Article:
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Wounded Officer Treatment and Transport

Minutes count when an officer is down, and often the best option for getting the officer to an ER quickly is the back seat of a patrol car.

October 05, 2016  |  by Chris Smith

Barricade incident in a residential area. You have the home surrounded, you are behind cover with your weapon drawn, and shots are being fired from inside the residence. An officer is hit. The wounded officer moves to cover and you request fire and EMS. It doesn't look that bad. He is moving and talking, everything looks like it's going to be OK.

The minutes slowly click by. The wounded officer is moaning and asking loudly for help. You tell him, "It's going to be OK; EMS is coming." But you think to yourself, "Where are they?"

An eternity seems to go by with no EMS. The officer is now beginning to go in and out of consciousness and is pleading for help. "Where the hell is fire and EMS?" you say out loud. Then you realize that fire and EMS may not get to you in time to help your buddy.

It's not that your fellow first responders aren't trying to get to you. Fire and EMS desperately wants to help your fellow officer. But they are delayed by distance and the "fog of war," trying to get answers about the scene over the radio from dispatch. Is the shooter in custody? From which direction should they enter the scene? Is the scene safe? What is the location of the wounded officer?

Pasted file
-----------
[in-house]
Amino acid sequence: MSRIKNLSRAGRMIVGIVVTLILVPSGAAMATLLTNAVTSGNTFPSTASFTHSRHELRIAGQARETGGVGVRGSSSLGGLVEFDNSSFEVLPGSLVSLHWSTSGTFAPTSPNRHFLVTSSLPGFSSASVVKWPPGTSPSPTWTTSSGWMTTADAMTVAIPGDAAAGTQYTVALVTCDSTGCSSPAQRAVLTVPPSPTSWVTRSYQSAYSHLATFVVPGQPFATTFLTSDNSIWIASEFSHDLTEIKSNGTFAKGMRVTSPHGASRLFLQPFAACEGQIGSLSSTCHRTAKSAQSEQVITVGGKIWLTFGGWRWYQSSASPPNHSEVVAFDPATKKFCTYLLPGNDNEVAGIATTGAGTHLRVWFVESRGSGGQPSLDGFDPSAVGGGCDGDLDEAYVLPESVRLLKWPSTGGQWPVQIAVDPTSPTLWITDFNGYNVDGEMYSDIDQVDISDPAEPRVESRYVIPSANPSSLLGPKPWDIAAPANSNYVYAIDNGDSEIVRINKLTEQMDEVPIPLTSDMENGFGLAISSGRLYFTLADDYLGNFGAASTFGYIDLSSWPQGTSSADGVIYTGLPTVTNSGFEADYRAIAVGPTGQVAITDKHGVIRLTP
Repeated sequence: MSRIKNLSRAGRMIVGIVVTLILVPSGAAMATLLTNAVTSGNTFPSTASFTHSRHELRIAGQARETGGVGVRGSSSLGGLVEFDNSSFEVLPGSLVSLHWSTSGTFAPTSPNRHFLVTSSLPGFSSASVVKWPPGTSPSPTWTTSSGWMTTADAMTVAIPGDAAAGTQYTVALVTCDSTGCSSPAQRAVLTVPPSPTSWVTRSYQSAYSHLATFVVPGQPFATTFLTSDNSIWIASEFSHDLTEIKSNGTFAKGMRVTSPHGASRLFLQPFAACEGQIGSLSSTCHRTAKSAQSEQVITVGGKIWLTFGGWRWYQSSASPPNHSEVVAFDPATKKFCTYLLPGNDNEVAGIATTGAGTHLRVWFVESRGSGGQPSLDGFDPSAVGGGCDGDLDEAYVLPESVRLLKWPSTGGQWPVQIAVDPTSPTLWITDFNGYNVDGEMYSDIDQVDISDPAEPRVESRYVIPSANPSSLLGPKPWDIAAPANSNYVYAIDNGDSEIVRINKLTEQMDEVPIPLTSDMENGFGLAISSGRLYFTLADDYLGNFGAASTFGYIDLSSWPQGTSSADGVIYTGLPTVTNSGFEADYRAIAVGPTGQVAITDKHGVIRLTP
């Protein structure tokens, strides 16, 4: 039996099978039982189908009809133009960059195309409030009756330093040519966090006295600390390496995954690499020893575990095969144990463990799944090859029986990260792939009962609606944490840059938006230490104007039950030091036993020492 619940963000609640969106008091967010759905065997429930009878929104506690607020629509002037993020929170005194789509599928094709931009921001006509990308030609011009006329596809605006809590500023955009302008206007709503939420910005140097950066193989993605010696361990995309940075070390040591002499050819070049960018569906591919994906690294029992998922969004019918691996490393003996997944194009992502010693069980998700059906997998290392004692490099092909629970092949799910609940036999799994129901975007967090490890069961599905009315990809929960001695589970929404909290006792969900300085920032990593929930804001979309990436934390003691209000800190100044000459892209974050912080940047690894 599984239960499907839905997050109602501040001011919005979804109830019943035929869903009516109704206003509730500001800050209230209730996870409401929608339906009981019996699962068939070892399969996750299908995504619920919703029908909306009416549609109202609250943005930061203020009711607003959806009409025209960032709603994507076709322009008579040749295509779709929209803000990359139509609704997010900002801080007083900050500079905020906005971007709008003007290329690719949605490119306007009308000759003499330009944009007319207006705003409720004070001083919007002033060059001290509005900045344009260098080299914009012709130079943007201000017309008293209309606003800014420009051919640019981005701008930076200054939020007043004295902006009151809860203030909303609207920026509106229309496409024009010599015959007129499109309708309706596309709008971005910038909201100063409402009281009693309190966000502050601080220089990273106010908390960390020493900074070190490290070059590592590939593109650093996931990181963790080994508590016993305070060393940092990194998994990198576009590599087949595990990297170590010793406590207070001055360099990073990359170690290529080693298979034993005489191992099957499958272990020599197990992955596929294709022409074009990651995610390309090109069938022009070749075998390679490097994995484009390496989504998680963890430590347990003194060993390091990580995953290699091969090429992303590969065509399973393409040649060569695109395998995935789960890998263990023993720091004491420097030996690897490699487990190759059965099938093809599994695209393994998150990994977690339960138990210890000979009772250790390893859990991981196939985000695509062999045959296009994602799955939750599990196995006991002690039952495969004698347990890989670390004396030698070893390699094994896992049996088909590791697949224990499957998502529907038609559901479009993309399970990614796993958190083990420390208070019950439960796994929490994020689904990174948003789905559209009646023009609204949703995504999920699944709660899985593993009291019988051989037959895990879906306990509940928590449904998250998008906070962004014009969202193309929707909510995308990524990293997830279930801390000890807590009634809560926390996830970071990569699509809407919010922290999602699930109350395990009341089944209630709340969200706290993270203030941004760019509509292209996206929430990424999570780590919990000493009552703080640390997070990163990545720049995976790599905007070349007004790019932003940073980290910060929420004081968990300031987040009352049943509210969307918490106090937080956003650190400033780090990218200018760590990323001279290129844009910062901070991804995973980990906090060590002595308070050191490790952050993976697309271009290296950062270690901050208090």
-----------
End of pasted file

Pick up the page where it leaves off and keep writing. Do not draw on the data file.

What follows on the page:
This is a common scenario when officers are wounded at critical incidents, shootouts, and other situations. Fire and EMS are doing their best to respond but they need to know more about the scene and the situation because they are not supposed to operate in zones where gunfire or other attacks could be expected. And by the time the scene is safe and fire and EMS arrive it may be too late.

Time is Blood

Surviving a gunshot wound usually comes down to the speed of blood loss over a given time. The larger the bleed, the shorter the time you have to help yourself or another wounded person.

If the person is visibly bleeding, a trained officer with an individual first-aid kit (IFAK) may be able to use a tourniquet, a clotting agent, or another anti-hemorrhaging tool to control the bleeding. If the bleeding is internal, then people on the scene may have no idea how large the bleed is or even sometimes that the person is bleeding at all or where. So the only immediate response in the field to internal bleeding for anyone other than trained medical personnel is transport to an emergency room.

Control the Bleeding

This is a scenario in which minutes are critical, and you may not have time to wait for fire and EMS to get to the scene. You need to try to control the bleeding and get the officer to the ER as fast as possible.